Poutine is actually a Quebec slang word meaning “mess”, which is fitting considering you definitely need a few utensils and napkins to eat it. The key to a great poutine are the cheese curds, as it’s simply unpatriotic to use shredded cheese.

7 Totally Accurate: We say “eh” at the end of every sentence

via: HuffPostCanada

You probably won’t get through a conversation with a Canuck without hearing the word “eh” at least once, if not several times. It’s typically used in place of the word “right” or “huh”. For example: “It’s pretty cold out, eh?”. It’s honestly a part of the Canadian-English language.

If you are always surrounded by locals, you probably won’t recognize the amount of times you say the word “eh”. It’s only until you leave the country or you are around a foreigner that you will notice, since they will point it out every chance they get. However, it’s not the worst stereotype, eh?

6 Totally Accurate: We have the best bacon

via:redbubble

This is absolutely true. Any other country that produces bacon is simply a pathetic excuse for the crispy, juicy goodness that is Canadian bacon. I guarantee that no other bacon will compare once you’ve tried the kind from up north, and every visit to every country will just be a disappointment.

From the popular strip bacon to peameal bacon, the delicious cured pork product can be made in so many ways. You can have it alongside eggs, in a BLT, on top of poutine, or simply by itself as a tasty snack. Did I mention we have MAPLE-FLAVOURED bacon? Yup, you heard right. I mean, why even try… all other bacon?

5 Totally Accurate: It can get REALLY cold

via: CanadianFamily

While Canada does experience many different seasons, with the different provinces experiencing completely different temperatures years round, there is no doubt that Canada gets extremely chilly. Our winter months bringing negative temperatures as low as -45 degrees Celsius, with the coldest temperature ever recorded in Canada being -64 in Yukon.

While not many people have to deal with the harsh northern conditions, it still gets pretty darn chilly in the dead of winter. There have been many cases in the past where cold weather alerts have been made, suggesting that all individuals stay inside as much as possible. However, this isn’t the case for more mild places such as Vancouver.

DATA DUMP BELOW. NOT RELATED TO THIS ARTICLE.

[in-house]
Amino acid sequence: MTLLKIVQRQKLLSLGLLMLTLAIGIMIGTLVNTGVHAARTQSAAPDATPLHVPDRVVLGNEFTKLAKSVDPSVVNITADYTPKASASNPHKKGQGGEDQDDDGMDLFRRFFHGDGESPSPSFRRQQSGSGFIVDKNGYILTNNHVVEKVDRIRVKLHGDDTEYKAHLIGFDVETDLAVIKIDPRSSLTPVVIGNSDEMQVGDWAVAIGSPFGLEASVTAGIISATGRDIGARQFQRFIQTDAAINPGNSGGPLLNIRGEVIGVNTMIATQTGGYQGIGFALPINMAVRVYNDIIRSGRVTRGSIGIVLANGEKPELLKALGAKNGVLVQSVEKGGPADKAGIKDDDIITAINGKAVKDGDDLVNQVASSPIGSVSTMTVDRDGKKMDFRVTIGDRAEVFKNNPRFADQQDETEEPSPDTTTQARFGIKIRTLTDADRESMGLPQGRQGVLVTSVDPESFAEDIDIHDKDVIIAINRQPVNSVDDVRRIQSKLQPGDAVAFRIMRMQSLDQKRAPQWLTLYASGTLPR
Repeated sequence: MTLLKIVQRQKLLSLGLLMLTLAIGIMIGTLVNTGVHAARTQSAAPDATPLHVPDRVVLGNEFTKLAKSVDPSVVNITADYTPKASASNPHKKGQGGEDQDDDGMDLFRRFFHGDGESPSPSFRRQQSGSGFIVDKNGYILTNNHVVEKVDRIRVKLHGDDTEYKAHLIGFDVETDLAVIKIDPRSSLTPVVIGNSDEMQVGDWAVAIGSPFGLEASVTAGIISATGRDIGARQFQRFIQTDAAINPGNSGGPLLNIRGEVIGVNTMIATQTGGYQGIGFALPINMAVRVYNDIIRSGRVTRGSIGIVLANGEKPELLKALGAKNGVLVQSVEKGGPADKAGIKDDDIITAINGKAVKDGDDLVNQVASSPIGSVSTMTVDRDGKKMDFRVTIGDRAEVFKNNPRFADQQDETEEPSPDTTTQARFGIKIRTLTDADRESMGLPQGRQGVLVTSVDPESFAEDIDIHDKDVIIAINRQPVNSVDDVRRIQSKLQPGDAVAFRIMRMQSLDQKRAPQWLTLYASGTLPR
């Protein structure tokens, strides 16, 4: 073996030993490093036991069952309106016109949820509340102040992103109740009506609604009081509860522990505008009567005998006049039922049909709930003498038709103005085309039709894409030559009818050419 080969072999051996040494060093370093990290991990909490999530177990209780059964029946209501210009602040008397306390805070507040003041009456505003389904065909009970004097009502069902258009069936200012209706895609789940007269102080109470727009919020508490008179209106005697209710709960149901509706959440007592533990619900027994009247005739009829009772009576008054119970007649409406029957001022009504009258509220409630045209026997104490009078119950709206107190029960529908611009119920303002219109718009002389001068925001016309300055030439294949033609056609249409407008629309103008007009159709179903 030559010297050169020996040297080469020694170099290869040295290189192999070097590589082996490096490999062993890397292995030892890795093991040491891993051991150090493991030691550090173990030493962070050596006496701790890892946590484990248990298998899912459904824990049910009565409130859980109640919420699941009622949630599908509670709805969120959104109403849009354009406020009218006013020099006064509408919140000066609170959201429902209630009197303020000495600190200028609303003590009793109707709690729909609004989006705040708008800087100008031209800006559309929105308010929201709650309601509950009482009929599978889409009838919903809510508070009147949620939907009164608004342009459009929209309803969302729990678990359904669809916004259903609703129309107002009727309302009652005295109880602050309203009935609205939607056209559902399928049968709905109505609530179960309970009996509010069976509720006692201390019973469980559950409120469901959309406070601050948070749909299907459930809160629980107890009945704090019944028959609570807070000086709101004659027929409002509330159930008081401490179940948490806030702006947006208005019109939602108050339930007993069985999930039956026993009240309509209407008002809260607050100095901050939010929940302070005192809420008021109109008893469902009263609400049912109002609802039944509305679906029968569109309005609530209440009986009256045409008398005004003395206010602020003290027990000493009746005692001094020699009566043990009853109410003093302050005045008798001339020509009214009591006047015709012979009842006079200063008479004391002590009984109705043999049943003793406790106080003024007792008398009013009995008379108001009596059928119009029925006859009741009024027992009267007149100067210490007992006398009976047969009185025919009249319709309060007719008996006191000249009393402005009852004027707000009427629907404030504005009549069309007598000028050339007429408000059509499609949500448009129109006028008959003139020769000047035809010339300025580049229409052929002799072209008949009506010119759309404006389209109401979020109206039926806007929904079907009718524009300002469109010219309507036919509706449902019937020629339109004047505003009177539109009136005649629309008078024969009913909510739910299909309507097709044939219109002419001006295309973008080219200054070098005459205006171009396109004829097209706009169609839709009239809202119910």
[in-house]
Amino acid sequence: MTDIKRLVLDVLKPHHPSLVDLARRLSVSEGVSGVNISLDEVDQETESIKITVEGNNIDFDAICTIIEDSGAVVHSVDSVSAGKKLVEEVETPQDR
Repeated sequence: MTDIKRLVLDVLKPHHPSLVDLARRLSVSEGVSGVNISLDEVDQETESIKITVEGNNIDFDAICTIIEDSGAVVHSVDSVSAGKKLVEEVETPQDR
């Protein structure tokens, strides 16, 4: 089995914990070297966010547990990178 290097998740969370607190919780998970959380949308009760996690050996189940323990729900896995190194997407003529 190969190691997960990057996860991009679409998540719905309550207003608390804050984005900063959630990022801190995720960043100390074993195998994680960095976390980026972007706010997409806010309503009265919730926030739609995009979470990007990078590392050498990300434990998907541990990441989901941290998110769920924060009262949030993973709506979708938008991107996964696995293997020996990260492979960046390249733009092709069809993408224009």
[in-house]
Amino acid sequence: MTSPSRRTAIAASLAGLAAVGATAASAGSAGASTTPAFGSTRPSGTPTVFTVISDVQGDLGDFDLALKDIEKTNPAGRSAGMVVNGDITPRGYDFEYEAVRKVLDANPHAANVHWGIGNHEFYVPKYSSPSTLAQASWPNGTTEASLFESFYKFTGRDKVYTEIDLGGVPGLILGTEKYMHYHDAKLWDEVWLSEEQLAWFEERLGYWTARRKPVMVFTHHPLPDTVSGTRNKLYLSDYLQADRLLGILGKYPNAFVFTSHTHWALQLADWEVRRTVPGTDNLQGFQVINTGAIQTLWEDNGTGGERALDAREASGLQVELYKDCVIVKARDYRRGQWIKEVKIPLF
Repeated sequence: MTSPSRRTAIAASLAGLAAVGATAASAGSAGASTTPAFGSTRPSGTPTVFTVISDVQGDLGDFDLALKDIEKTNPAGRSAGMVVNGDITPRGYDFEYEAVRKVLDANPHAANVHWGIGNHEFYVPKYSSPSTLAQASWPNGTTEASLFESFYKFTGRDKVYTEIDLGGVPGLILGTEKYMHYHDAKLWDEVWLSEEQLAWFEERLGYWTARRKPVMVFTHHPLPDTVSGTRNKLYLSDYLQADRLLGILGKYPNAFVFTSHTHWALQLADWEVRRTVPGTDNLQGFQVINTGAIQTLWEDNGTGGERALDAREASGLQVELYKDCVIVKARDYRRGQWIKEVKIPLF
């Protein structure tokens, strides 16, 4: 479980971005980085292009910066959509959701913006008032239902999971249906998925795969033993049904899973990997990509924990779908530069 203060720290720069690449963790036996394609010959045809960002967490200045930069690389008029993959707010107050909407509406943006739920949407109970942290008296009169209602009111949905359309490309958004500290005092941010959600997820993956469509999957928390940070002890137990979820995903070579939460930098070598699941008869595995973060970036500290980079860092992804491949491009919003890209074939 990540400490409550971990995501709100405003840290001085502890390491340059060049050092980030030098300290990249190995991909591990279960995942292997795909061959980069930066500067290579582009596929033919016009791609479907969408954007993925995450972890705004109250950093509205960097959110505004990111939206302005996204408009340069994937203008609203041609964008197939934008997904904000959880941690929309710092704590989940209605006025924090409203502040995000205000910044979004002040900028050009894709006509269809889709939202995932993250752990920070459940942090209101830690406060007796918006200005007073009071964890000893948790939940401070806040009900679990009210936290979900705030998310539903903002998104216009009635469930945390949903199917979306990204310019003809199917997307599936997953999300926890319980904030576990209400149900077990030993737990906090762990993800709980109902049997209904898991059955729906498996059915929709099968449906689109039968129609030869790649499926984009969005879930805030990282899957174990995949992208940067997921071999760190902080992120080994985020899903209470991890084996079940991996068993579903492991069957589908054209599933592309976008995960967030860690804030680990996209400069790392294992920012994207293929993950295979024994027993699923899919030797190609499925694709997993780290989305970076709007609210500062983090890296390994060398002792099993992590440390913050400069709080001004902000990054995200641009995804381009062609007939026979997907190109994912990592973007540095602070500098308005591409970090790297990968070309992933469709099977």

4 Totally Accurate: We drink Tim Hortons like it’s our day job

via: ShoppersMall

No morning commute is complete without a stop at the Timmies drive-thru (and you will definitely have to wait in the line of cars). If you go to any workplace in Canada you will likely find staff members enjoying their Tim Hortons coffee with a Timbit in hand (which are essentially mini donuts). I mean, where else can you get a coffee for under $2?

For Canada folk, Tim Hortons is more than just a coffee shop—it’s the early morning hockey practices, the chilly winter nights warmed up with a hot chocolate, and the way in which it brings people together. I know, so Canadian of us.

3 Totally Accurate: We are hockey fanatics

via: HockeyCanada

Hockey Night in Canada is the biggest night of the week in pretty much every household across the country. While Americans love their football, Canadians love nothing more than a night watching their favourite team hit the ice.

Though there are dozens of teams, the Toronto Maple Leafs are probably the most popular squad in the country, with people either loving them or loving to hate them. Even if you aren’t a fan, you are always secretly excited when they have a winning streak because there is still a small hope inside you that one day they will win the Stanley Cup.

2 Totally Accurate: The East vs West Coast rivalry is real

via:My Minimalist Travel

There is definitely a friendly rivalry between the east coast and west coast of Canada. You are either a die-hard Torontonian or Newfie (those from Newfoundland and Labrador), or you are a Vancouverian or resident of Stampede City (A.K.A Calgary).

While many people from both sides choose to move to the other for work or play, your heart is probably either strictly east or west coast. However, many Ontario folk tend to flock to the mountains for a while and never seem to return, since the west does have a magical aurora to it. Toronto is also a pretty epic city that brings people from all other the globe, so it’s hard to say which coast trumps the other.

1 Totally Accurate: Our bills smell like maple syrup (MAYBE)

via:YouTube

Shortly after the plastic bills were introduced in Canada, many speculated that the hundred-dollar bill smelled like maple syrup. Hundreds of people contacted banks inquiring about a seemingly scratch-and-sniff patch that apparently had a sweet scent. To put it simply, the whole country went absolutely nuts. It was a debate that swept the nation, as some individuals did not smell maple at all.

While bank officials have ensured the public that no scent had been added to the new bank notes, many people still aren’t convinced. Did the bank purposefully scent them maple, or is it just a coincidence? We still can’t be sure, but you can’t deny that the bill smells slightly sweet.